Natasha Kesh and Ananya Majumdar
Actors are all over the small screen and hoardings endorsing everything from shampoos and creams to cement. From Shah Ruhk Khan and John Abraham to Kareena Kapoor everyone is endorsing one of the fastest moving commodities in the market — fairness creams. But Aishwarya Rai Bachchan, who is the brand ambassador of an international brand, declined to promote a fairness crèam of the same brand. Thankfully here is one person who is conscious of the fact that such advertisements are demeaning as they equate fairness with beauty.
Nevertheless, business enterprises are capitalising extensively on this fascination for fair skin and flooding the markets with fairness products. Every major brand has some kind of fairness product in its kitty. Name any Indian company that makes beauty products, and you have it. Foreign brands, which are banned from launching such products in their own land, are also making inroads with such products cashing in on the Indian obsession for fairness. They tempt consumers with promises of getting rid of the high melanin content responsible for darker skin within 15 days, 14 days, 7 days and some even claim results in only 5 days. Not only soaps and creams, a talcum powder is now playing on the psyche with a promise of ‘instant glow’ that is suggestive of fairer complexion.
No matter how tall their claims are, all these products have a market which only proves the craze to be fair. Do customers actually believe it’s possible to change skintone? Dr Shobha Sehgal, head of beauty, VLCC Health Care Limited said of the clients who come to VLCC for skin care treatments, almost 60 per cent want skin lightening treatments, which also includes tan removal, skin radiance treatments or the perfect skin whitening treatment. Those coming in for pre- bridal packages, almost 80 per cent want skin lightening treatments in the package. “It’s not just girls who want to become fair. There has been an increase in the number of men who come to the center demanding skin lightening treatments. We have to counsel our clients to focus on their holistic wellness so that they don’t just look good but also feel great,” said Shobha.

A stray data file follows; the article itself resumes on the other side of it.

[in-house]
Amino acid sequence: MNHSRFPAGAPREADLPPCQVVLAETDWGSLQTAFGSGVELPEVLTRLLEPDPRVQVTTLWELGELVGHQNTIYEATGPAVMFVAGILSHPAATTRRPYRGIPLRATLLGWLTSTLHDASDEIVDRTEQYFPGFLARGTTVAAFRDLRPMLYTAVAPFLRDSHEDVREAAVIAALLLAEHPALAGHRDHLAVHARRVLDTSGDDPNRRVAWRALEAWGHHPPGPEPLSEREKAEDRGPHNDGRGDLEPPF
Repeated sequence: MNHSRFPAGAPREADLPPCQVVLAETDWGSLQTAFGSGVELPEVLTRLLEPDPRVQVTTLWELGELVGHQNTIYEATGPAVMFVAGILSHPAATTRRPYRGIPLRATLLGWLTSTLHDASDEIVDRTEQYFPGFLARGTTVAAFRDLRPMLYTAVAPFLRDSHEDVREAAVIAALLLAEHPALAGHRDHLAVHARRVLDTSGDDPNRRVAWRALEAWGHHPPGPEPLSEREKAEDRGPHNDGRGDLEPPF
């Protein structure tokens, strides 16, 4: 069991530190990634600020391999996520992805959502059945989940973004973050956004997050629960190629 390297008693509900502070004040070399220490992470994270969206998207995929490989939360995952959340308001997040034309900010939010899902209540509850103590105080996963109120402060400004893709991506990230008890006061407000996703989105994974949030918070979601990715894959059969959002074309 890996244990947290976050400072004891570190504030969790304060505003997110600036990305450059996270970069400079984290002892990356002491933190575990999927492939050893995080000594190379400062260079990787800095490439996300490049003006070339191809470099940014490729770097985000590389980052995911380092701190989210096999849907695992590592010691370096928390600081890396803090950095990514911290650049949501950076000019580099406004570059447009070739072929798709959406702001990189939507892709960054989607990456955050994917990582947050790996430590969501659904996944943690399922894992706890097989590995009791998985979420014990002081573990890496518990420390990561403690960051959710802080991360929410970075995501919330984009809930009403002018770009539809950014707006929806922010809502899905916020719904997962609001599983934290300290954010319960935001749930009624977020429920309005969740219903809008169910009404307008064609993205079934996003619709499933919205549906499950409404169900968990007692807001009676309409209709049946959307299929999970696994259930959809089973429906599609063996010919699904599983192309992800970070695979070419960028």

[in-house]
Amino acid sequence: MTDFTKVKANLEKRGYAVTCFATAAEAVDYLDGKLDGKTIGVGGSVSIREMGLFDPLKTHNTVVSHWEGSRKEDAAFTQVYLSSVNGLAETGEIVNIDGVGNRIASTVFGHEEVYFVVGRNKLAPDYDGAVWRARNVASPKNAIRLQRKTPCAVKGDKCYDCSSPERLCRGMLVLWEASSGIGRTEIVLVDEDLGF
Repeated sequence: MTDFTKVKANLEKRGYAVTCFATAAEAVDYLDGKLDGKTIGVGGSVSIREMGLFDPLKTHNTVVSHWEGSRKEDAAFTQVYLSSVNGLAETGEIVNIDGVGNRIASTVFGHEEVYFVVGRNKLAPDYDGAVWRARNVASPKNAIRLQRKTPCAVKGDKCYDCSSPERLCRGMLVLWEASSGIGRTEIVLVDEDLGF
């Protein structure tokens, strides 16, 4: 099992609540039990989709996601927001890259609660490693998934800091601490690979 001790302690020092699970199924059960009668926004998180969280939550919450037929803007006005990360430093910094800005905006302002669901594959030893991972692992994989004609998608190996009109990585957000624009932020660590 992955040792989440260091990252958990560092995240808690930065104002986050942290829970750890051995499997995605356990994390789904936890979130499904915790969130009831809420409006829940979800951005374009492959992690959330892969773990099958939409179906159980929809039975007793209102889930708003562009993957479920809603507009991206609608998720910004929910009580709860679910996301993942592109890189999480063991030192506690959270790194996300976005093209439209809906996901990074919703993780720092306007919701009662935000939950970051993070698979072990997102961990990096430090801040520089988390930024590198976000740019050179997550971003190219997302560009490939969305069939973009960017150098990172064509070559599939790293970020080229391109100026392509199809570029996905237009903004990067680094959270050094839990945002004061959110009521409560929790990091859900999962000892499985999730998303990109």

The figures show many put blind faith in such creams. Paromita Nandi, a TV presenter in Kolkata swears by such products.
“I am obsessed with fairness and prefer to use anything to give my skin a lighter tint. I did turn a few heads once I started using Fair and Lovely consistently and I am happy with the results. After my programmes I get as many emails from people saying they love my skin colour.”
She is not alone. Gargi Choudhary, a 25-year-old college student says, “I’d like to have a glowing skin and therefore keep trying various products in the market. Though I don’t like to discuss it with friends. I feel shy.”
Not everybody shares the prejudice as Ria Saha, an Economics student from Goenka College says, “I don’t have a hangover for fairness, but I know some people do. I’d rather have glowing skin to having a fairer skin.”
Do we still turn a blind eye to the harmful after-effects of creams packaged in glossy tubes? As Rituparna Gupta, a microbiologist exclaims, “It is our right as consumers to know what is going into these creams. It’s time they stopped touting these creams as having no side-effects.” Dr Subrata Majumdar, a scientist who has dealt extensively with skin-related issues said most fairness creams have a high percentage of hydroquinone, which blocks melanin secretion. Mercury and a new derivative of Vitamin C, Kogic Acid are used too, which even peel the skin. The harmful after-effects, opines Dr Majumdar, are skin cancer and kidney problems.
Over the past few decade feminists have scoffed at the propaganda of ‘fair is beautiful and successful.’ A feminist activist in Delhi, Sabeira Pereira is surprised to know how much of an impact a cream can have on the psyche of people. “Brands such as Fair and Lovely are running campaigns to say they fulfill a social need. They say 90 per cent of the women use creams to lighten their skin tone because it is aspirational in a way. A fairer skin is like an educational and social step up. I suppose everybody likes to believe that success is easy to get using this commodity.”
A dark-skinned pride movement has been growing in recent years. Women across the web have been writing about their heartfelt acceptance of their skin colour, just as it were, including Ruchira Sengupta, who has written a doctoral thesis on the topic. “My mornings used to involve at least an hour of skin routines, just to see if I could look a bit fairer. But now no more,” she says.
But it’s a long way to go before the fairness bubble is busted.

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